This BBC documentary details United States and Britain knew beforehand of the Japanese attack on Pearl Harbor. Much more evidence has come to light since the 1989 – when this film was put together.
For nearly 50 years, the world has believed President Franklin D. Roosevelt’s declaration that the Pearl Harbor attack was a completely unexpected assault on a neutral nation. Sacrifice at Pearl Harbor tells another, hidden story – using actual recording of intercepted diplomatic communications, declassified government documents, archival footage and interviews with diplomats and spies from around the world. We now know that intelligence operatives from the US and three Allied nations monitored the Japanese fleet’s progress on its deadly mission to Oahu in late 1941. Yet neither Admiral Kimmel nor General Short received a word of warning that might have allowed them to avert the sacrifice of 4,000 American casualties in less than 90 minutes.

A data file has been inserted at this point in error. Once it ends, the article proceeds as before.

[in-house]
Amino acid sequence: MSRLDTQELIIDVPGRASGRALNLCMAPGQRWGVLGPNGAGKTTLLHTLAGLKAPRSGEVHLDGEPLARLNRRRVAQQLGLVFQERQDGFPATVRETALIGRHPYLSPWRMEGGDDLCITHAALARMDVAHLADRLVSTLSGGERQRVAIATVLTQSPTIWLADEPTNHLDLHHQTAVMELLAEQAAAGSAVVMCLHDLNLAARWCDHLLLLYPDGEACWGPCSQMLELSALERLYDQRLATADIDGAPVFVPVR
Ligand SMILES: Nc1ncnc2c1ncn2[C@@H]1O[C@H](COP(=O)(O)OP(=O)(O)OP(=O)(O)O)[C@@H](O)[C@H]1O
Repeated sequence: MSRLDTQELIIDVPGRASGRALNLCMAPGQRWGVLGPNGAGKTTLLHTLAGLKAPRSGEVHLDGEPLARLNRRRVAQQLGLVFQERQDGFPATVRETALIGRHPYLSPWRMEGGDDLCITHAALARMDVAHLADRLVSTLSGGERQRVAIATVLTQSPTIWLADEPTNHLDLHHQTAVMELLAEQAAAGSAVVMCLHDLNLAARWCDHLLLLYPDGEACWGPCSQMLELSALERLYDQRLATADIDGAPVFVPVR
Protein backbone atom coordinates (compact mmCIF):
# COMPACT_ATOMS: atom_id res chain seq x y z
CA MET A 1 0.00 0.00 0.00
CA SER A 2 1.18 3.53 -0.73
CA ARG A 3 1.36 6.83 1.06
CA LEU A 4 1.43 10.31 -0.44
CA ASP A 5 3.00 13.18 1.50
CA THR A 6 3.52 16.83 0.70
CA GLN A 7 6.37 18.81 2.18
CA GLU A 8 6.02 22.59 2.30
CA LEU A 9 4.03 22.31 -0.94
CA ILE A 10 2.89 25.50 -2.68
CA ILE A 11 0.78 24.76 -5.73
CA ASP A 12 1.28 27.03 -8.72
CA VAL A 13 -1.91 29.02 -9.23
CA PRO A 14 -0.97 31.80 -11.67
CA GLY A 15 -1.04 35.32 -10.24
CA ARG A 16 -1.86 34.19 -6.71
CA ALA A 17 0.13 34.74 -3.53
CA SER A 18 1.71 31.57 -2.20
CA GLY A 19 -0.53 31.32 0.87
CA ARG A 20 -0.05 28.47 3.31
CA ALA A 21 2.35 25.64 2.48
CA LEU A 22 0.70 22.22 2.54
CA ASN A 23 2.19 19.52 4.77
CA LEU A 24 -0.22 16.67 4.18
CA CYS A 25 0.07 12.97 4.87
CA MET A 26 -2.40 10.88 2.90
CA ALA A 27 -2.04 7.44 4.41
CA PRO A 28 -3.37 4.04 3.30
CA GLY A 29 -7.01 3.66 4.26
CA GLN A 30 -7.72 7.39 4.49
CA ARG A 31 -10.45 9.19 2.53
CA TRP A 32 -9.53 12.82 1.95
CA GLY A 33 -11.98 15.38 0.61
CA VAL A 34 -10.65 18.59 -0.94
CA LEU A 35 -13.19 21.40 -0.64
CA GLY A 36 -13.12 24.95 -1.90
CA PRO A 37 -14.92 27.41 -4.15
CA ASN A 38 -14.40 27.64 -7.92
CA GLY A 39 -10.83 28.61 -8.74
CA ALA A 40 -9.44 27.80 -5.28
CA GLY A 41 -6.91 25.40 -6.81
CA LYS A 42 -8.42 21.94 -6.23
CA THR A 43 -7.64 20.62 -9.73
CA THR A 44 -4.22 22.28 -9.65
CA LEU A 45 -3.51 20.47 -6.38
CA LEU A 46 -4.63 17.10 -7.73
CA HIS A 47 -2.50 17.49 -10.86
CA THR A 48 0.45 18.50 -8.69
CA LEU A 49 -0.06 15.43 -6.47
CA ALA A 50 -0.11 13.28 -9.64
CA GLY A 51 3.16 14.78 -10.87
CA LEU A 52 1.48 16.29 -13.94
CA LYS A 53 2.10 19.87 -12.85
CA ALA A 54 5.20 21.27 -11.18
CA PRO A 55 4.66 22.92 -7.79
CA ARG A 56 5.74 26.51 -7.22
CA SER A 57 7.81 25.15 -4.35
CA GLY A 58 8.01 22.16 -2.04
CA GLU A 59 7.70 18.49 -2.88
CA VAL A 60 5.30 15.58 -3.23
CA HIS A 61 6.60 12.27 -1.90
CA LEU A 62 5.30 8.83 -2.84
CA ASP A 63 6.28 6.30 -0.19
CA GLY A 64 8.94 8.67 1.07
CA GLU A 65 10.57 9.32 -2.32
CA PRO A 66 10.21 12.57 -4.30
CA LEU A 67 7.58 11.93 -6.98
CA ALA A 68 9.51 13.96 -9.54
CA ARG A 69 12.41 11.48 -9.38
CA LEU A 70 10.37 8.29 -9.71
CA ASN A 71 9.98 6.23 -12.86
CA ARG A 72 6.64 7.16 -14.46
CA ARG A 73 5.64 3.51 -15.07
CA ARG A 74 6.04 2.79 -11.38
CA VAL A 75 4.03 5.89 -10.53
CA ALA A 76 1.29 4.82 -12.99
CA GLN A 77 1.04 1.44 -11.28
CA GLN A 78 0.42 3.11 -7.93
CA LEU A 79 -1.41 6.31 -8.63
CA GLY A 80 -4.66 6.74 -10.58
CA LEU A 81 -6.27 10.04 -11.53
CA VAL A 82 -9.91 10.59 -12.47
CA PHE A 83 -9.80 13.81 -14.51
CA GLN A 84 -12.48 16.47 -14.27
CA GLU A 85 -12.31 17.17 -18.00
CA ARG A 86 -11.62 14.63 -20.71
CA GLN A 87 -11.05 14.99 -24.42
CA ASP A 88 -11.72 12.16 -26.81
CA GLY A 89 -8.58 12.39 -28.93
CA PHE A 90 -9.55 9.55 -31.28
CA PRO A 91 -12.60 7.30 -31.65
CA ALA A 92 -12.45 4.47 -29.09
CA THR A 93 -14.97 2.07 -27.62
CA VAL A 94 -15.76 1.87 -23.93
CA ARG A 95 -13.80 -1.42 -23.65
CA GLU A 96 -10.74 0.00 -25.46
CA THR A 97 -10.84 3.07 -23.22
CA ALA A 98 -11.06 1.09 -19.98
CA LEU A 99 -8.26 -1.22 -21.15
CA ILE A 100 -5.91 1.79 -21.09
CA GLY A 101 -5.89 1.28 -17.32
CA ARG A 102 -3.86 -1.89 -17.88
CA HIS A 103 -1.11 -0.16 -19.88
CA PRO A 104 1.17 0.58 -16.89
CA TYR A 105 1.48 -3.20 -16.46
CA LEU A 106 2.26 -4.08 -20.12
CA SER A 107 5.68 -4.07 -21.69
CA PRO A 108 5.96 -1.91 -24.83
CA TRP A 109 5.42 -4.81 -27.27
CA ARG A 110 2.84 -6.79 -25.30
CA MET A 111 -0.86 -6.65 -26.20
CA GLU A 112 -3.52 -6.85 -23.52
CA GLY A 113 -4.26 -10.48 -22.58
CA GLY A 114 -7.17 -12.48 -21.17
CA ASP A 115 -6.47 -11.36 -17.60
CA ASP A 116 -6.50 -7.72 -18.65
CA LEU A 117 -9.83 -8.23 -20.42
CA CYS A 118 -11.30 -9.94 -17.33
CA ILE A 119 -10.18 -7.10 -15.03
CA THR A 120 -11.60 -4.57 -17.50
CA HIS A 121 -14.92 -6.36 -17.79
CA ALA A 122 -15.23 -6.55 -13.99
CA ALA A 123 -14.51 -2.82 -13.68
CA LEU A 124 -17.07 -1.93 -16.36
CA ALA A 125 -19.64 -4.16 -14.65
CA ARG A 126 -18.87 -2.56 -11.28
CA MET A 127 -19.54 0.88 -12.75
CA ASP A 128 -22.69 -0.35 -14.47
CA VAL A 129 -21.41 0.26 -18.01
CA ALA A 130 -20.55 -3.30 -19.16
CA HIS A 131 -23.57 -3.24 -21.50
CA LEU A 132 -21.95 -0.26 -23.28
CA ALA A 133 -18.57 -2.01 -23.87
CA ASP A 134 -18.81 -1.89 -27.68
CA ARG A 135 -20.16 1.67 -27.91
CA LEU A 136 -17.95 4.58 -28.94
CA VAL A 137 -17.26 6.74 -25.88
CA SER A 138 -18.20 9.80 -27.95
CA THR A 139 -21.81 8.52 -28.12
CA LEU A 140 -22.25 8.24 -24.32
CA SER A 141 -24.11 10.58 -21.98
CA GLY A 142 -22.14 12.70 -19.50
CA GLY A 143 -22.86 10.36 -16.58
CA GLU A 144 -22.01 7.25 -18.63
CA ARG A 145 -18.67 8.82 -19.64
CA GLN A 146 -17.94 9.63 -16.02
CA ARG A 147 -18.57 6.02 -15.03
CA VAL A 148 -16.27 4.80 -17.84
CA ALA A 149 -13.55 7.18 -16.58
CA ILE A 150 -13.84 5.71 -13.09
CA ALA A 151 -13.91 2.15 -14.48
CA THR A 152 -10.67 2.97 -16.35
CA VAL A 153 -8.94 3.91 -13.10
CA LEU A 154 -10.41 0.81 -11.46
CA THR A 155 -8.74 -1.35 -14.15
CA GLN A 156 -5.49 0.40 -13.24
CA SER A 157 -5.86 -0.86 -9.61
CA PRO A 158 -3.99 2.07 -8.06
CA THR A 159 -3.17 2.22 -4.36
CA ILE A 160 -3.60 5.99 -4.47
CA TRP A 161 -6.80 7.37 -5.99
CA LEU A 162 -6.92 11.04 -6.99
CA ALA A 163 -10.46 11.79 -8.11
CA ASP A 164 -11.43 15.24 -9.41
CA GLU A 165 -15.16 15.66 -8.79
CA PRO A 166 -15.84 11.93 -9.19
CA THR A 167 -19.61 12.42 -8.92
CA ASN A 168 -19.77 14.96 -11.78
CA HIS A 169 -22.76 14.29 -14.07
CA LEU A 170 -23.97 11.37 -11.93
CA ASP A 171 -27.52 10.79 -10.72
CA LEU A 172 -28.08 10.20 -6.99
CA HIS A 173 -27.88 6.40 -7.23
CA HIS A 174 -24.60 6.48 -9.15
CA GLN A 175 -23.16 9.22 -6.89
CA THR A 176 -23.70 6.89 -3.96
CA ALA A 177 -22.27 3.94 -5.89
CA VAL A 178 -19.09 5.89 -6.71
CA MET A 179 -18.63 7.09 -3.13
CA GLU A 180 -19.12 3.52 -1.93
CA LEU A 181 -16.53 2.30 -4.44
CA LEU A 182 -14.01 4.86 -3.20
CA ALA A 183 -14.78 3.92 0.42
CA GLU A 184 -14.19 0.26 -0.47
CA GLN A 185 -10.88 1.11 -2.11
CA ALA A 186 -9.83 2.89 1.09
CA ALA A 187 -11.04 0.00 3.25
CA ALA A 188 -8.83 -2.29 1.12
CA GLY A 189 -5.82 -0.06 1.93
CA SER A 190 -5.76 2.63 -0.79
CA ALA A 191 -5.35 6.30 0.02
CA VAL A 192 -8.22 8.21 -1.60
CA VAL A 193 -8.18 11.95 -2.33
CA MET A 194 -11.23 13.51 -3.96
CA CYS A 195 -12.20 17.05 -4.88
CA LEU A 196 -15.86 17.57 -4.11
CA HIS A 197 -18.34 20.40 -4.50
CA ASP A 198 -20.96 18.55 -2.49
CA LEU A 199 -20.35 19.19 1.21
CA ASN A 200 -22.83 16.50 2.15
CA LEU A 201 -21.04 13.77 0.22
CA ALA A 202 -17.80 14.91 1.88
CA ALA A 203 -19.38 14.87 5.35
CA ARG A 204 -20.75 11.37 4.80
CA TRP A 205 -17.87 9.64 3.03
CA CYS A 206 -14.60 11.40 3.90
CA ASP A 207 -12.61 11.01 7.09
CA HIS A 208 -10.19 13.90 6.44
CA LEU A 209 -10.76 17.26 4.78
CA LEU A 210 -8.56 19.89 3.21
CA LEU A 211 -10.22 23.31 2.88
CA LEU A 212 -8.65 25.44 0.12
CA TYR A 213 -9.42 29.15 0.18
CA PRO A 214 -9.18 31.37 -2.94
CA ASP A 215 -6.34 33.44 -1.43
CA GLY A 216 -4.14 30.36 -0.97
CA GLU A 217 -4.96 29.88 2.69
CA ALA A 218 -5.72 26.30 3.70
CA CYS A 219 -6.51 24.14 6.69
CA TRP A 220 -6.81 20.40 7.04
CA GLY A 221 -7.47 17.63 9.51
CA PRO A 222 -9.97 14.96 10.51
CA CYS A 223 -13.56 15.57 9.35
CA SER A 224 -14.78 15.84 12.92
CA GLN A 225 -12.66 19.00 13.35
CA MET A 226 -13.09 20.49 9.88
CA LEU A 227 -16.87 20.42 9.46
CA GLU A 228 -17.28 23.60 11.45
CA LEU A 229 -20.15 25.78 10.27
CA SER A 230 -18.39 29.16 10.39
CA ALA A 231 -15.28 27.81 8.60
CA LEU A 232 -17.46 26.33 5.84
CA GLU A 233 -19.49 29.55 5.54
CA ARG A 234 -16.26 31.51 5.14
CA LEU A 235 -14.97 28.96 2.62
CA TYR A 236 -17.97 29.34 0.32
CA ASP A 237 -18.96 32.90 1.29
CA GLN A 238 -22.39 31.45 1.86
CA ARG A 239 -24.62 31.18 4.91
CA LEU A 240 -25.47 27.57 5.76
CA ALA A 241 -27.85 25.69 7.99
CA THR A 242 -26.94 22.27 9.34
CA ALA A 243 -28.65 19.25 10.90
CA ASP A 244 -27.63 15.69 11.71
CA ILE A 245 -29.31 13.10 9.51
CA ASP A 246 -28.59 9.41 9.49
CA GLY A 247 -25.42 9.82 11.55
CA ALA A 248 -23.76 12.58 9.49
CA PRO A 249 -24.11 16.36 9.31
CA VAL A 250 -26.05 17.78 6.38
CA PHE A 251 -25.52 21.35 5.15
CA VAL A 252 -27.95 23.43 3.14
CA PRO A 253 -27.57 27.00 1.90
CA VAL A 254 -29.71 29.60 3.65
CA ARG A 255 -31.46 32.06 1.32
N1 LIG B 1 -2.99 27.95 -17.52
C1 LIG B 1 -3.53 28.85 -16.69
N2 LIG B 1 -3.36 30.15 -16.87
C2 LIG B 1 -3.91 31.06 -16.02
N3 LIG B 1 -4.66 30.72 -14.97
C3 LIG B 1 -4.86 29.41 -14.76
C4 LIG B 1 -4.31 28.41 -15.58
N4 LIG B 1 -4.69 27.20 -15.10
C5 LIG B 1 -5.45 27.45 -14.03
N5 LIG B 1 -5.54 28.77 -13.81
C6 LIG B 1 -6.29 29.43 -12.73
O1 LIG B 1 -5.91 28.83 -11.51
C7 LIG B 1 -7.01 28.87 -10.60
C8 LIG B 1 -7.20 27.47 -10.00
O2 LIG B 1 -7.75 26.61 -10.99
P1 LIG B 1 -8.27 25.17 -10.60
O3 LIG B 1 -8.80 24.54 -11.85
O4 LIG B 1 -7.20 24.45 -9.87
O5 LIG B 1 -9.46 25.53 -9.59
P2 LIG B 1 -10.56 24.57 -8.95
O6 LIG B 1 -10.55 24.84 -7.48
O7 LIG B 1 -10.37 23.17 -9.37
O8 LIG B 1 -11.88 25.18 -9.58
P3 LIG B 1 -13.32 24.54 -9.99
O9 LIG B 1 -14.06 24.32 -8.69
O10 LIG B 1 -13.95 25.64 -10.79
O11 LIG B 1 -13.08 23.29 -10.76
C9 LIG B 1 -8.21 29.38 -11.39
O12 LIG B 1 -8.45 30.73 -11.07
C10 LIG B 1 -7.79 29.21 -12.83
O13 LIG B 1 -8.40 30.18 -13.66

This documentary produced by the BBC offers a revisionist look at the attack on Pearl Harbor, and it raises some tantalizing questions. It makes the incredibly serious and controversial claim that the U.S. government had definitive knowledge of the imminent Japanese attack, yet Franklin D. Roosevelt and other American leaders deliberately sacrificed Americans lives so they would have an excuse to enter World War II. There’s no question that American cryptographers read Japanese communications, but serious historians have long contended that any credible warning of the December 7, 1941, attack on American naval forces can only be discerned when information is pieced together with the help of considerable hindsight. Sacrifice at Pearl Harbor claims otherwise, but the evidence offered, which for the most part consists of interviews with elderly men who claim to remember knowing the attack was coming, isn’t always terribly convincing. The stories of pre-war intelligence operations are intriguing, but one could plausibly claim that failure to act on some of the warning signs would be attributable to either honest mistakes or simple ineptitude, not a grandiose conspiracy to force America into the growing war. This documentary presents its material in a dramatic fashion, but ultimately it raises more questions than it answers.
–Robert J. McNamara